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Author Topic: Why can I hear the bass from my neighbour's stereo, but not the tune?  (Read 10730 times)

Offline jeg29

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Why is it that when the neighbors play their music I can't hear the tune but can hear the bass tones so well I literally feel it in my bones? Sometimes I feel like it's giving me heart arrhythmia. Someone told me that they must be using a "sub-woofer". I don't really know what that is but it is strong enough to pass through several layers of wood and concrete in both homes travel through the earth and shake my cabinets yet I can't hear any of the higher notes or melody of the music. Whats going on with that and is there anyway to block that intrusive sound?
« Last Edit: 22/12/2006 23:50:50 by chris »


 

Offline Gaia

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The lower tones have longer wavelengths and travel further. This is why foghorns have a deep sound.
 

Offline daveshorts

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The way that sound waves lose energy is essentially by bits of air next to each other rubbing on one another causing frictional losses.

If you consider how fast two neighbouring parts of a wave are moving in a wave (I have drawn a wave on a string because it is easier to think about, and draw, but the same holds for sound waves). You can have a:
Long wavelength with a low frequency and pitch

the red arrows indicate the velocity of the particles

Shorter wavelength with a higher frequency and therefore pitch


for the same size/amplitude/volume the difference in speed between two neighbouring particles will be much for for the short wavelength so it will have more frictional losses and therefore be absorbed quicker by walls etc.

There is a second effect called diffraction. A long wavelength will tend to bleed round the edge of shadows better than a short wavelength:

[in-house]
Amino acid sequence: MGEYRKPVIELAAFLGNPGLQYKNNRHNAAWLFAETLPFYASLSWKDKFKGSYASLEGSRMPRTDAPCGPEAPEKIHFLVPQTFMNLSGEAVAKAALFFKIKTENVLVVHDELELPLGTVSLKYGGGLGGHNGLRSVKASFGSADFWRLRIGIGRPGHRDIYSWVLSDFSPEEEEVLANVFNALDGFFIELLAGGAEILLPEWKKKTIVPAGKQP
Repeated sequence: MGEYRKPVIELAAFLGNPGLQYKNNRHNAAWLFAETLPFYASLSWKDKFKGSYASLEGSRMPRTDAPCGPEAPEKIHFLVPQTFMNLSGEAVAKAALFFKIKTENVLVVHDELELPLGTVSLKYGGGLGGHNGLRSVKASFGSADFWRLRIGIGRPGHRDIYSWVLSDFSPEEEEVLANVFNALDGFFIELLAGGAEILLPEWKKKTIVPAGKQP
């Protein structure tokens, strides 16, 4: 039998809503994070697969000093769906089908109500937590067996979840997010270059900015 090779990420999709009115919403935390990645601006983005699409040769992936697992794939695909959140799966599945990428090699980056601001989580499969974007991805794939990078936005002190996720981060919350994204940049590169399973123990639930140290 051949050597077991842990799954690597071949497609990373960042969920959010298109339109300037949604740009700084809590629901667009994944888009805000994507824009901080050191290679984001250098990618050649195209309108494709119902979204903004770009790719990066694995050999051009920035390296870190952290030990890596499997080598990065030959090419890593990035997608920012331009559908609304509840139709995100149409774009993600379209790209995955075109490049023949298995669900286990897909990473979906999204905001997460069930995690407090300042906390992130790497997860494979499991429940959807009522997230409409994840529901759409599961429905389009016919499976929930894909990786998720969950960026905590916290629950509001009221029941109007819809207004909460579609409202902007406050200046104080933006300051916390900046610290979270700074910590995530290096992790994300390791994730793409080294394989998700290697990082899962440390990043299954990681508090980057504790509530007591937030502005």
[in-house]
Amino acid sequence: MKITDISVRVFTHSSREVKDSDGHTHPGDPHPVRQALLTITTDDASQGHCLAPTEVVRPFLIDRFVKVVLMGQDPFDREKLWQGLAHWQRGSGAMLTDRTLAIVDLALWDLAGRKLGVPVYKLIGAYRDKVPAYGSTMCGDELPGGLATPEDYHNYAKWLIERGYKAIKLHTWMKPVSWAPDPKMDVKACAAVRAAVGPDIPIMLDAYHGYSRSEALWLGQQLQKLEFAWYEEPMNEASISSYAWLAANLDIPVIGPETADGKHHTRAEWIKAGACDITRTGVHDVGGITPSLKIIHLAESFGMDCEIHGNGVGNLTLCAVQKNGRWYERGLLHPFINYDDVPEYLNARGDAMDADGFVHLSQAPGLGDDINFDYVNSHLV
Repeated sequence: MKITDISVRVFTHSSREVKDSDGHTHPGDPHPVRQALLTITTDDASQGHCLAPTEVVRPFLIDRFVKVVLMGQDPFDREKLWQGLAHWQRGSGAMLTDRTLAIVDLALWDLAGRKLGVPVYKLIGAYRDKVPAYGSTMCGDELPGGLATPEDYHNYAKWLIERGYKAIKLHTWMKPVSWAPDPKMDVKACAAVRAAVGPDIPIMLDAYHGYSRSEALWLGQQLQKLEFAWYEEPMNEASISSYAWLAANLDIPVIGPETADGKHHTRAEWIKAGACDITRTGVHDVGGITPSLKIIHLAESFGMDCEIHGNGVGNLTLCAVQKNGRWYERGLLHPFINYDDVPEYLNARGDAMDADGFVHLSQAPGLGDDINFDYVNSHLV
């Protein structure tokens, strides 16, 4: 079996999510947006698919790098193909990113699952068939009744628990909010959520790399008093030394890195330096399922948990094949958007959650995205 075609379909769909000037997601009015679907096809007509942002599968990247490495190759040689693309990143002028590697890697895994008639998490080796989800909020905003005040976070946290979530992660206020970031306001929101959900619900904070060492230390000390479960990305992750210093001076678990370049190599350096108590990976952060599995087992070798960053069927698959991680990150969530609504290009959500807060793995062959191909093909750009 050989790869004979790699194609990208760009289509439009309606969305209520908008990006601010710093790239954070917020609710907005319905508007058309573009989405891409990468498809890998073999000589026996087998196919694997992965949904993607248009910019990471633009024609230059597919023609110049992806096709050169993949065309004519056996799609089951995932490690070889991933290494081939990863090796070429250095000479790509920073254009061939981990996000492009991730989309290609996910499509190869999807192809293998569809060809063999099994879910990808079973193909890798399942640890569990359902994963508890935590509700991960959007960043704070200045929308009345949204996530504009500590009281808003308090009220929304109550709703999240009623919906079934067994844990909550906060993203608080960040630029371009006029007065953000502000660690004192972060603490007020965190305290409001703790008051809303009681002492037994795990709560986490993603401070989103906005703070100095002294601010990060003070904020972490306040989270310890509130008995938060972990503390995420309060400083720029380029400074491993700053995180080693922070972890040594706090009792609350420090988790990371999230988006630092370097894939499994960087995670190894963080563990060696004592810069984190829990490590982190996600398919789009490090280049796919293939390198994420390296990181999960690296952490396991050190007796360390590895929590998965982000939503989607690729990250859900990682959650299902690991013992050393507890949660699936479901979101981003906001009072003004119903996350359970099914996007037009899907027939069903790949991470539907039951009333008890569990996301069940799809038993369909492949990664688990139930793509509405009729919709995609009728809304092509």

The diffraction is in green
vs


So if the sound is going round several corners the long wavelengths will travel further.

Incidently these two reasons are why you can pick up long wave radio 4 in France, but local radio transmitted on Very High Frequency (VHF)  and therefore shorter wavelength runs out after 20-30 miles from a transmitter. The VHF radio is absorbed more quickly, and can't bend round the curvature of the earth.
« Last Edit: 23/07/2007 21:10:58 by chris »
 

Offline neilep

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 A Sub woofer is a supplementary speaker to aid in music and audio visual as well car audio systems.

It produces a very low frequency that is omni directional !..in other words...you can place a sub (almost) anywhere and it will be difficult to hear where the ' boom ' is coming from.

Chances are very good that your neighbors are enjoying ' sub woofer love ' and so perhaps a polite knock on the door  (if they are approachable) to let them know may help you....else a letter might help !!..do you get on with them ? .. It might be wise to check with other people too to see of they are also suffering this noise pollution.

Some subs can go so low that they do indeed make you feel sick !!...I have seen people throwing up after a few minutes !!
 

Offline jeg29

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Thanks so much for the answers to my questions. I see now why I hear it and they don't seem to. I've gone over to the offending car and also to the families door to see what it must sound like to play music with bass that LOUD, But found myself feeling a fool because when I'm right next to it the deep bass isn't that noticeable. The only thing I can think of is to print out this discussion and put it in their mail box. Beyond that I'd have to invite them in to see how it sounds here in our house. I'm afraid I'm not great on conflict especially with neighbors who we otherwise get along with fine. Thanks again
 

another_someone

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The other factor that can sometimes have an influence is whether you are in a space that is just about the right size, and made of the right materials, to cause resonance to occur - this will have the effect of locally amplifying certain frequencies in the sound at the expense of other frequencies.
 

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